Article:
Accounting for the future March 30, 2011 at 2:28 pm
Deutsche Bank (HT FT Alphaville) have analysed the fraction of bad assets in the Cajas under various definitions of ‘bad’:
In the Alphaville article this leads to a discussion of the varying amounts of capital the Cajas might need under different scenarios: €15B, €24B, €30B, even €69B. For me though what is striking is the spread of these numbers. Obviously if you give the Cajas €50B and they turn out only to need €15B, you look like a doofus, while giving them €15B for now and hoping that they don’t need more risks having a rolling banking crisis that plays out over three to five years (see ‘Ireland’).
Note that the use of historic cost accounting means that the Caja are solvent under all the possible scenarios until the loans are actually written down, and we know from the example of Japan that that process can be delayed for many years. In other words, part of the reason we don’t know how much capital we need is that we don’t have a precise definition of solvency. The accounting model these banks have means that, at the moment at least, there are literally tens of billions of euros of uncertainty about their solvency. So much for the much vaunted Spanish model.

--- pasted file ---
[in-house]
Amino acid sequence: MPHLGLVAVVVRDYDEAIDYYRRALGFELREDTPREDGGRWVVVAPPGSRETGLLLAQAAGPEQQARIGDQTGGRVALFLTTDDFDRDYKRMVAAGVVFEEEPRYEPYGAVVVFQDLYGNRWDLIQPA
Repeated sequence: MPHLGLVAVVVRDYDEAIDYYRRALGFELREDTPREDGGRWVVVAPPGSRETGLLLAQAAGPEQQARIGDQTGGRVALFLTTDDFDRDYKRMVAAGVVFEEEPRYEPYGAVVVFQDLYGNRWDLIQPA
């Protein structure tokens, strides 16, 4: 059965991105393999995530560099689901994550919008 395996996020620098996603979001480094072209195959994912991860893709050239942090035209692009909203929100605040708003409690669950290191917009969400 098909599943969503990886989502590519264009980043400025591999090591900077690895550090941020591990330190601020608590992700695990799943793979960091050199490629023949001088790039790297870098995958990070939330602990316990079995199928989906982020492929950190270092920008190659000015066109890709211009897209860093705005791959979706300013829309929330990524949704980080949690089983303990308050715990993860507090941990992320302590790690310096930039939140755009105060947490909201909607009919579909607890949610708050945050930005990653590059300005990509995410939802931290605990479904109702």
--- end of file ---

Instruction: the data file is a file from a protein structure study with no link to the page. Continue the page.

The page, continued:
Update. The Daily Telegraph, commenting on RBS, highlights the same issue:
According to RBS’s latest accounts, which were calculated using IFRS, the bank has tangible shareholder assets of £58bn and core tier one capital of 10.7pc.
Tim Bush … has calculated that under pre-2005 UK GAAP … RBS would have a tangible shareholder assets of £33bn and a core tier one capital of just 6pc.
IFRS … allows banks to disguise the build-up of risks within banks because distressed loans are not reported until they default.
Now I am not sure that this in itself is sufficient reason to move to fair value for the whole of a bank’s balance sheet – that too can be subjective for illiquid assets – but I certainly think that an objective standard with less uncertainty about whether a bank is or is not solvent would be a good idea.